"I'll accept nothing of the kind," I said haughtily. "What Peter and I had was wonderful, I'll admit, but we've both changed."
"Yes," she said pointedly, "now you're even more suited to each other."
I opened my mouth to retort, but she didn't give me a chance. Climbing the porch steps, she inserted a key into the lock and pushed the front door open. "But let's not argue," she said. "Peter may not be able to make it anyway. He wasn't sure if he could get time off—so there's no point making a fuss. Won't you please step this way, Miss Christian?" She made an exaggerated sweeping bow and I had to smile.
"Yes, ma'am." I saluted briskly and stepped past her into the dim interior of the house. There was no point arguing with Holly once she made up her mind. Secretly, I wasn't averse to seeing Peter Mansfield again—if only for auld lang syne.
* * * * *
Despite the ancient wallpaper, threadbare carpets and rustic plumbing, the house seemed comfortable enough. The front door opened onto a hallway that ran the length of the house. A set of narrow stairs covered by an ancient paisley runner hugged the right wall of the hallway, then made a left turn from a small landing to complete its rise to the second floor. It seemed there were doors everywhere, many opened into closets or cupboards filled to the brim with products of a lifetime of hoarding. Holly's grandmother had apparently parted with very little in her eighty-six years.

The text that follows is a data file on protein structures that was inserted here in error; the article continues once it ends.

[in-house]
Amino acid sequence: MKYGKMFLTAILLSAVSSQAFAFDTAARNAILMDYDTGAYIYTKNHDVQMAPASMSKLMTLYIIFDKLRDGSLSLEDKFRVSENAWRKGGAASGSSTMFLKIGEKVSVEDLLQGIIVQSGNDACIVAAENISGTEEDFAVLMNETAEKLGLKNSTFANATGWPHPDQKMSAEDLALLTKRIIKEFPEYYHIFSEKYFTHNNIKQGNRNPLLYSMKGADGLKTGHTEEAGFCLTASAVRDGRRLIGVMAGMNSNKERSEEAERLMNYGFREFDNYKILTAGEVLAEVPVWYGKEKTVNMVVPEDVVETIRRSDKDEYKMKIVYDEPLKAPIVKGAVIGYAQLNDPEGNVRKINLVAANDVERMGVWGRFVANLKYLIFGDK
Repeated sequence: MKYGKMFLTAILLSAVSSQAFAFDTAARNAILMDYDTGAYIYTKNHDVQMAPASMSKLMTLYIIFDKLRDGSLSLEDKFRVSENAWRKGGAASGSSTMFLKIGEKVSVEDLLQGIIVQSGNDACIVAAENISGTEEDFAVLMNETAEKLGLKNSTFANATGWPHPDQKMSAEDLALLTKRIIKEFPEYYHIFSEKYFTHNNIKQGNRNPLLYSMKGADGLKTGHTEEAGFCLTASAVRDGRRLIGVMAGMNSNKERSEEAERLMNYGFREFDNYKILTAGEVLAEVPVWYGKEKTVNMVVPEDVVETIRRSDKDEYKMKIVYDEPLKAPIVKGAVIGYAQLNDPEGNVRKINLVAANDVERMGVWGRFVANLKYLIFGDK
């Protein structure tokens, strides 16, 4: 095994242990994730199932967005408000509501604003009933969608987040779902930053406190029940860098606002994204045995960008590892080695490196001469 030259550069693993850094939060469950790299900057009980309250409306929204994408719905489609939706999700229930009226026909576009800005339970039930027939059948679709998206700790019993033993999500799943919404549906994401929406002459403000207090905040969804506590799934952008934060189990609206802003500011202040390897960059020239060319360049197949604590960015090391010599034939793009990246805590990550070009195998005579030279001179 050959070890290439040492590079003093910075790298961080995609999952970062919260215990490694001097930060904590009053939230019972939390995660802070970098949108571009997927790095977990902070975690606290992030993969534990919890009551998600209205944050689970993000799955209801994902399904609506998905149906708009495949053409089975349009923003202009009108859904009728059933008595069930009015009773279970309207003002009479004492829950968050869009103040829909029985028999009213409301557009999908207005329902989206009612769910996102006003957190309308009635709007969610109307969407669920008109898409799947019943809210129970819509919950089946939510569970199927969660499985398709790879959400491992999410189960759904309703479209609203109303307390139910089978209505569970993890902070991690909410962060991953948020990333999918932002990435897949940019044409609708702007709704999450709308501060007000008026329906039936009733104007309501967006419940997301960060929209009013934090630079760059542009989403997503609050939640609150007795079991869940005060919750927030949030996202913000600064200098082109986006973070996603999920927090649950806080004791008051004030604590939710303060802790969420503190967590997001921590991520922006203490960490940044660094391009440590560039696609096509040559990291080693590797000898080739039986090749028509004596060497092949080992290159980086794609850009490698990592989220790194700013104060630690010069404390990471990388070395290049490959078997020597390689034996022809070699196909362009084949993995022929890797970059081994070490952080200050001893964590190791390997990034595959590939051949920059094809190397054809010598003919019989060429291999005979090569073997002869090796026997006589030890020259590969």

The kitchen was at the back of the house. Originally, it would've been exceptionally small, but someone in recent years had possessed the foresight to modernize and enlarge it. Now, there was room for an oak table surrounded by six matching chairs and a large hutch filled with china and crystal. Double-glazed windows framed a small backyard that gently sloped to the frozen expanse of Lake Catawah beyond. The lake
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was not large by any means, but large enough to provide a refreshing swim in the summer and good ice fishing in the winter.
"Did you bring your skates?" Holly asked.
"No," I sighed. "Though I practically pulled my parents' basement apart to find them. In any case, I don't think they would've fit anymore."
"Well, I'm sure Gran will have some around here that'll fit you," Holly said. "I know she always kept quite a few pairs—as well as boots and gloves for winter and swimsuits and sandals for summer. Whenever we came to visit, we forgot something. But no matter what it was, Gran always had a replacement." Her voice trailed off into a squeaky sob and I put my arms around her and hugged her, feeling her shoulders tremble as she let pent-up tears fall silently.
"I'm so sorry," I said. "I've been so thoughtless. I didn't even consider all the memories you must be dealing with."
"It's okay," she said. She gave me a quick, tight hug in return, then pulled away, snatching a tissue from a box on a nearby shelf and wiping her eyes. "Gran would hate to think I was crying over her."
I nodded. I had met Holly's grandmother only twice, but both times she struck me as a strong, no-nonsense woman who wouldn't stand for tears.
"Come on," Holly said, her moment of weakness past. "Let's go get the bags and I'll show you your room. I've put you right next to Peter—if he comes, that is." She winked with exaggerated innuendo.